We were more mixed about the grilled quail dish, as we thought that was a bit odd for them to have presented us with individual crudos while the quail just sort of sat on the table and got cold while we ate our fish. Maybe they expected us to finish our crudo quickly, and then move on to the quail immediately? Logistically, it was also kind of hard to eat the quail while reaching over our crudo plates. I think our waiter saw us struggling a bit and quickly removed the empty plates and provided us with clean small plates to transfer the quail onto, which was a slightly messy affair. The quail itself was well seasoned, but the meat was pretty chewy. Josh picked up his half with his hands and ate the meat off the bone, while I tried a more delicate approach with my knife and fork, which wasn’t very successful. It came with lentils on the side, curried spiced yogurt, and drizzle of paprika oil that added a bit more smoke to the dish. The flavors were intense and exotic, which we enjoyed, but it was hard to get past the chewiness of the quail.
Grilled quail, curried spiced yogurt, french green lentils, orange
For our second course, the kitchen split our order of swiss chard and ricotta ravioli. There were two plump raviolis in each bowl that were topped with a piece of fried sage, brown butter, and poppy seeds. The pasta itself was perfectly cooked and gorgeously delicate, both in texture and flavor. The brown butter was a tad greasy but otherwise appropriately rich, and worked well with the sage. The surprise element of the dish was the poppy seeds sprinkled on top, which added a nice dainty crunch to each bite.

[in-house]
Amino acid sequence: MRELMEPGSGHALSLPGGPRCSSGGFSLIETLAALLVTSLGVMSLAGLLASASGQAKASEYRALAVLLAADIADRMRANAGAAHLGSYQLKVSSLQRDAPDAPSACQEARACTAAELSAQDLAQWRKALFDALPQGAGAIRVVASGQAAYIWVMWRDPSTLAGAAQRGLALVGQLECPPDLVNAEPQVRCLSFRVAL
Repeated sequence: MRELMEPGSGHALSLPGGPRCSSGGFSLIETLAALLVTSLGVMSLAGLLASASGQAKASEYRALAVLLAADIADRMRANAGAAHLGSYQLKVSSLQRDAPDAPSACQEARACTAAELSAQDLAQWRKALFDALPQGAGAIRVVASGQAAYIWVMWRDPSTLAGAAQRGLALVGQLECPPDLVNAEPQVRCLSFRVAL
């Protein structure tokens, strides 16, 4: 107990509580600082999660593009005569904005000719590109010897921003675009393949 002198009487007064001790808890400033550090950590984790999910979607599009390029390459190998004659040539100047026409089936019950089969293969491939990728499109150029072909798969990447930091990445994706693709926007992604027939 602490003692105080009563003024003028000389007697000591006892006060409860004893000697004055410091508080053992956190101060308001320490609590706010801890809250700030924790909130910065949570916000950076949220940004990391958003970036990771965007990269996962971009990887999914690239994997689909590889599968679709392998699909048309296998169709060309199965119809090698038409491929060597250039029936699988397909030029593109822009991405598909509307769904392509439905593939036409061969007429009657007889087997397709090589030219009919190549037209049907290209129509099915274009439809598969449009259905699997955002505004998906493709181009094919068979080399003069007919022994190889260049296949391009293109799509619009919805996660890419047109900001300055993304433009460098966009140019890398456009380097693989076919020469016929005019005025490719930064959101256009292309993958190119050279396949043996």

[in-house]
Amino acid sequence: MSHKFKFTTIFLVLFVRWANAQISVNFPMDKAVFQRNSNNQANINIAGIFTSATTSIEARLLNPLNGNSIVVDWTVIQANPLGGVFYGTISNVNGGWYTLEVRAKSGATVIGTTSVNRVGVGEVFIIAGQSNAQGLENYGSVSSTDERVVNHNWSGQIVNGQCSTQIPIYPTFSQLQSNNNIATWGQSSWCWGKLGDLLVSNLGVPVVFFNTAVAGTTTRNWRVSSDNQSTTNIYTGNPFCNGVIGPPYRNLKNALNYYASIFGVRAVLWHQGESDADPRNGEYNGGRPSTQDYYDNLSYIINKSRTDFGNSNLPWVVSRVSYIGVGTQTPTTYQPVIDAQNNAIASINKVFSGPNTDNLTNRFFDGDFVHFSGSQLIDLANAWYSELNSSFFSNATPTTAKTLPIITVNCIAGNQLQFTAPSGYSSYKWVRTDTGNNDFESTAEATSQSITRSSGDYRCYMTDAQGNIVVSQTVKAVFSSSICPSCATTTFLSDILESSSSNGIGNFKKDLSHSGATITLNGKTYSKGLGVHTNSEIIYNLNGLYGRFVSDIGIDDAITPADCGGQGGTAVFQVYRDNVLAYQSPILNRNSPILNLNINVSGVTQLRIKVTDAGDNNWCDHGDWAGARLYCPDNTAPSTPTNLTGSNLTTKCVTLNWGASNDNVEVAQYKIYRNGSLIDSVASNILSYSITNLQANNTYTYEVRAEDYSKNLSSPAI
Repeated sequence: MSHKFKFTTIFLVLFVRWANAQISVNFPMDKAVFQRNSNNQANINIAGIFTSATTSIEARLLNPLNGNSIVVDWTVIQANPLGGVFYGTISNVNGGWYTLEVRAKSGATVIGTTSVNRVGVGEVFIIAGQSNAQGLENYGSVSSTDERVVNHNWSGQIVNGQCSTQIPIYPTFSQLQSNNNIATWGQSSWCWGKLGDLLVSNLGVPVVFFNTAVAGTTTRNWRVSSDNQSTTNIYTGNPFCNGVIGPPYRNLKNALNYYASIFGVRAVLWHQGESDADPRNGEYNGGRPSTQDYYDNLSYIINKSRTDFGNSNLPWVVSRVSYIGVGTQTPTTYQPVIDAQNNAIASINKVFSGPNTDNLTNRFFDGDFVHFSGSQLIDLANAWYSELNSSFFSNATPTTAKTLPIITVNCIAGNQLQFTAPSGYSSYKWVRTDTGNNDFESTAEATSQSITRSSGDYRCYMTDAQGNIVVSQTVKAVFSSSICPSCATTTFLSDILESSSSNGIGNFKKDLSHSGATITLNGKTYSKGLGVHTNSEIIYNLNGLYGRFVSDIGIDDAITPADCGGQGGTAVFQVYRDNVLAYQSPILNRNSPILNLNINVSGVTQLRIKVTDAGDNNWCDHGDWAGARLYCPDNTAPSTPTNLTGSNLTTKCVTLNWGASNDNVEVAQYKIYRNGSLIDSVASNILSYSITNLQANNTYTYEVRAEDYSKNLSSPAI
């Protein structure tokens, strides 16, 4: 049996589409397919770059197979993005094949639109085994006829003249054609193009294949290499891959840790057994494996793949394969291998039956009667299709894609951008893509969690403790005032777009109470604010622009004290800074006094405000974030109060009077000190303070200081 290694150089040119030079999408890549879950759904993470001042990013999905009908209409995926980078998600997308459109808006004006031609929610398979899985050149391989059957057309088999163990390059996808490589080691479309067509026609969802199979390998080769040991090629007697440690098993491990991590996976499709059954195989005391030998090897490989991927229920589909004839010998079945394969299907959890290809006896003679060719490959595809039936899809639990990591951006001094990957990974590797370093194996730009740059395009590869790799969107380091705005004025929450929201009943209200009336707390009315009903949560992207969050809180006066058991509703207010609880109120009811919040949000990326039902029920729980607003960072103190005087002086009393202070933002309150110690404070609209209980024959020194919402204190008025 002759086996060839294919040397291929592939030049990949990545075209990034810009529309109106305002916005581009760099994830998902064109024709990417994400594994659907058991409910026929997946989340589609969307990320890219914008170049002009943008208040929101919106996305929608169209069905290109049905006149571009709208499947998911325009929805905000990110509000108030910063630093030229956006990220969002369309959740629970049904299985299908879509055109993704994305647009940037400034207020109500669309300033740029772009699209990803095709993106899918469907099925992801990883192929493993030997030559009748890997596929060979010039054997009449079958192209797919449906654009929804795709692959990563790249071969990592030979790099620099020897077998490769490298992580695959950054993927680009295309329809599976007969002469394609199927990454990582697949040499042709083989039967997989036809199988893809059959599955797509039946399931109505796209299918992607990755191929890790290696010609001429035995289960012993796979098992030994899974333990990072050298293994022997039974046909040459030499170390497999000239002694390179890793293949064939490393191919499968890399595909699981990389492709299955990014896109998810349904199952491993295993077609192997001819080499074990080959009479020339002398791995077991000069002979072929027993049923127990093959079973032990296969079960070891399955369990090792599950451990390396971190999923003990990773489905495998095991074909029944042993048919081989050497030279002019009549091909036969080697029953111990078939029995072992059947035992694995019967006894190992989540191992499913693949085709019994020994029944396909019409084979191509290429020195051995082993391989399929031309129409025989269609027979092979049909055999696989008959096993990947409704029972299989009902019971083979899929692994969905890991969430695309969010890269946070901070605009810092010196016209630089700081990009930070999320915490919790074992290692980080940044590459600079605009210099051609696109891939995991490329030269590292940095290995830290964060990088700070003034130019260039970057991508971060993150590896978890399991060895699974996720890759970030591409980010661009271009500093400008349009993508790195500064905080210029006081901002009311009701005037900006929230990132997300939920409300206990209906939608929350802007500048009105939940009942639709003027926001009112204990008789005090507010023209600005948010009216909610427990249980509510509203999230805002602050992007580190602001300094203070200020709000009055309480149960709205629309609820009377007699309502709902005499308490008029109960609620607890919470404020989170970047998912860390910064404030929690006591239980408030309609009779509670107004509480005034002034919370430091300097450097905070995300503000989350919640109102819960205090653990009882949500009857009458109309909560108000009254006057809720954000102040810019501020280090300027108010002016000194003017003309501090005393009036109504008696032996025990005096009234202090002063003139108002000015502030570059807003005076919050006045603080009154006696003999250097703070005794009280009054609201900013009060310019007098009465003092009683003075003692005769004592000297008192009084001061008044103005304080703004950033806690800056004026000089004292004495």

Swiss chard and ricotta ravioli, sage, brown
The last of our appetizer courses was the grilled octopus, which they also split for us. Each portion of tentacle came with romesco sauce, chorizo oil, and arugula dressed with lemon. I took a bite and commented to Josh about how it was probably the most tender octopus I’ve ever eaten, and he looked back at me in surprise and said the texture was only ok. We traded bites and indeed, his octopus was much chewier, with a sort of bounciness to it, while I could have cut my portion with just the side of my fork. Coincidentally, this has happened to us before, where we each had two completely different tentacle textures from the same serving. I thoroughly enjoyed this particular preparation, especially the smokiness from the grill and from the chorizo oil. The arugula salad lightened up the dish and prevented it from feeling too heavy.
Grilled octopus, romesco, baby arugula, lemon
For our entree course, the kitchen did that thing again where they split one of our dishes (the duck breast) and served the other one (the pork chop) whole at the same time, where it also sat in the middle of the table until we were ready for it. Nevertheless, the duck was simply fabulous – medium rare, beautifully pink, rendered skin, and perfectly seasoned. There were whole green peppercorns in the jus drizzled on top, which had gave each bite a little peppery pop and a slight floral hint. I wasn’t a big fan of the glazed turnips on the side (I found them to be slightly too bitter and acidic, although Josh didn’t mind them), but I enjoyed the pureed parsnips and chewy farro underneath. The duck was the real star of the plate though, and it was our favorite dish of the night.